Magnus

Six months ago or so marked my second foray into the Tribeca Film Festival: Cheap Day Pass (6 tickets for $40ish) experience. Even though it took some incredibly creative schedule maneuvering — so much so that I actually emailed people asking them to take tickets off my hands in a moment of desperation, but recovered nicely and saw five movies — I think it’s a worthwhile, cost-effective way to experience something otherwise exclusive and Hollywoodlandy.

The first flick I saw was Magnus, a fascinating documentary with an odd chronology about current World Chess Champion and quasi-sex-symbol Magnus Carlsen. It’s kinda like Boygeniushood.

Now, I know very little about chess, and this movie woke precisely no latent passions for it, but it also didn’t bore me to hear so much about something I don’t understand. Really, it just built up my respect and admiration for the dudes and dudettes who spend their lives staring at checkerboards and contemplating pawn moves. It’s an odd sport, filled with nerds, and that’s why Magnus is so unique.

So many stories — about spelling bee champions and the like — focus on wunderkinder with zero social skills, probably on “the spectrum,” and they intend to invoke some sort of sympathy for their otherwise empty lives. It’s a sad but true formula. Magnus is not like that, though it does make you glad not to be the subject of media scrutiny and constant camera attention if you aren’t already. Magnus himself is highly intelligent, but he’s relatively glib and humorous, with an ego that only comes out when he’s playing. He doesn’t take himself so seriously that he becomes a caricature — he’s a young kid with a gift, a supportive family and a real personality and maturity that’ll help him get by if he chooses to live a non-grandmaster lifestyle. (The guy is only 25, after all.)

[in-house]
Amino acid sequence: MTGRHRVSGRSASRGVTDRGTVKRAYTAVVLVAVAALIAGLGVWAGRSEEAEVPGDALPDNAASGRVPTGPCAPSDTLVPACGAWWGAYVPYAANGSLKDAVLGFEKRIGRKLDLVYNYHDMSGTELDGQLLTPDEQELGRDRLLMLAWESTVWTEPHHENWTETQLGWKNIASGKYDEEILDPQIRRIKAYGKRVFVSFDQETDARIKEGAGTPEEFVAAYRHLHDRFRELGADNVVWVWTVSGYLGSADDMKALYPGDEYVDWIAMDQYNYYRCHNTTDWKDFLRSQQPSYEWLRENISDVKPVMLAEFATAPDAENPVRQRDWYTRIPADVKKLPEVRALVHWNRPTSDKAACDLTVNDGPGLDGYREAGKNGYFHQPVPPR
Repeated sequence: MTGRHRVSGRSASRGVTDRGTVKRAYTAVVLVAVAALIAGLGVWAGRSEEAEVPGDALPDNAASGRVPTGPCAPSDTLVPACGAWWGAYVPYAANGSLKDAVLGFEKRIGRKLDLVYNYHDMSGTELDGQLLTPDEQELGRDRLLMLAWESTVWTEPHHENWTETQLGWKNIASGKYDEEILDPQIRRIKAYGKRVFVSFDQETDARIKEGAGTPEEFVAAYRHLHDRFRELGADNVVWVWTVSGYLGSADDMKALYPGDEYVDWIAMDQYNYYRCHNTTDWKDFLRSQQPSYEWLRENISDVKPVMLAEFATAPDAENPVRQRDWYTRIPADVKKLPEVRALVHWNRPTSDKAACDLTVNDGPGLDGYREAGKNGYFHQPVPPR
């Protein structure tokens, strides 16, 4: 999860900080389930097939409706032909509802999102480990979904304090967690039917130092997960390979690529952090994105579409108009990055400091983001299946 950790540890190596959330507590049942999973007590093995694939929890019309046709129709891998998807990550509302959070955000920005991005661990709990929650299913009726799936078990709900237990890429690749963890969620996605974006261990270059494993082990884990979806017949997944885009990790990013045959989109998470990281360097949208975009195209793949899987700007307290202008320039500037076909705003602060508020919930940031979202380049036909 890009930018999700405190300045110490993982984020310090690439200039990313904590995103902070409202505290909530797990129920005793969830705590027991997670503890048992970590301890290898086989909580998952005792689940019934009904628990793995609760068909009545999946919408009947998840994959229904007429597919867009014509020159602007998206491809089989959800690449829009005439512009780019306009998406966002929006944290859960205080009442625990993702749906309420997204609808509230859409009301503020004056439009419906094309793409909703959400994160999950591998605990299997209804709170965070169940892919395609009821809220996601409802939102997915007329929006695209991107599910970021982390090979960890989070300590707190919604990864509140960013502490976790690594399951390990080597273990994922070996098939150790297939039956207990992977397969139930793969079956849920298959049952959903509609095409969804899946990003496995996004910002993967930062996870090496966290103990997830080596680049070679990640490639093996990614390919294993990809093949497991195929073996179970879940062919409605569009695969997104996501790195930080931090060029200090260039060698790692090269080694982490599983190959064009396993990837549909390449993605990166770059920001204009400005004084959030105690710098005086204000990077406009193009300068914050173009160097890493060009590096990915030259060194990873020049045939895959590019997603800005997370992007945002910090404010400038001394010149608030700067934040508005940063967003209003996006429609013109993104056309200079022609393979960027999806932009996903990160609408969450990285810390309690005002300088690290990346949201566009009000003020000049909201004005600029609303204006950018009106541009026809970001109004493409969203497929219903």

I’m the type of person who enjoys watching sports, but I’ve never taken a liking to watching poker or anything table-focused. It doesn’t interest me, mostly because I don’t know how to play. I also think feats of physical athleticism — amazing baseball catches, incredible basketball dunks, powerful tennis aces — make for way better television. As I alluded to before, Magnus piqued my interest in watching chess, and even though I don’t intend to learn, I have a newfound appreciation for watching others play. There’s a pace, an excitement, a palpable tension to watching two geniuses try to out-genius each other, no matter the venue for it.

I imagine Magnus doesn’t need more exposure; though I’d never heard of him before seeing this movie, it’s pretty clear that his star is shining brightly. But his story is one worth knowing about, and I hope this movie gets more widespread attention. Chess is a foreign world to most, and he does all the traveling so we don’t have to.

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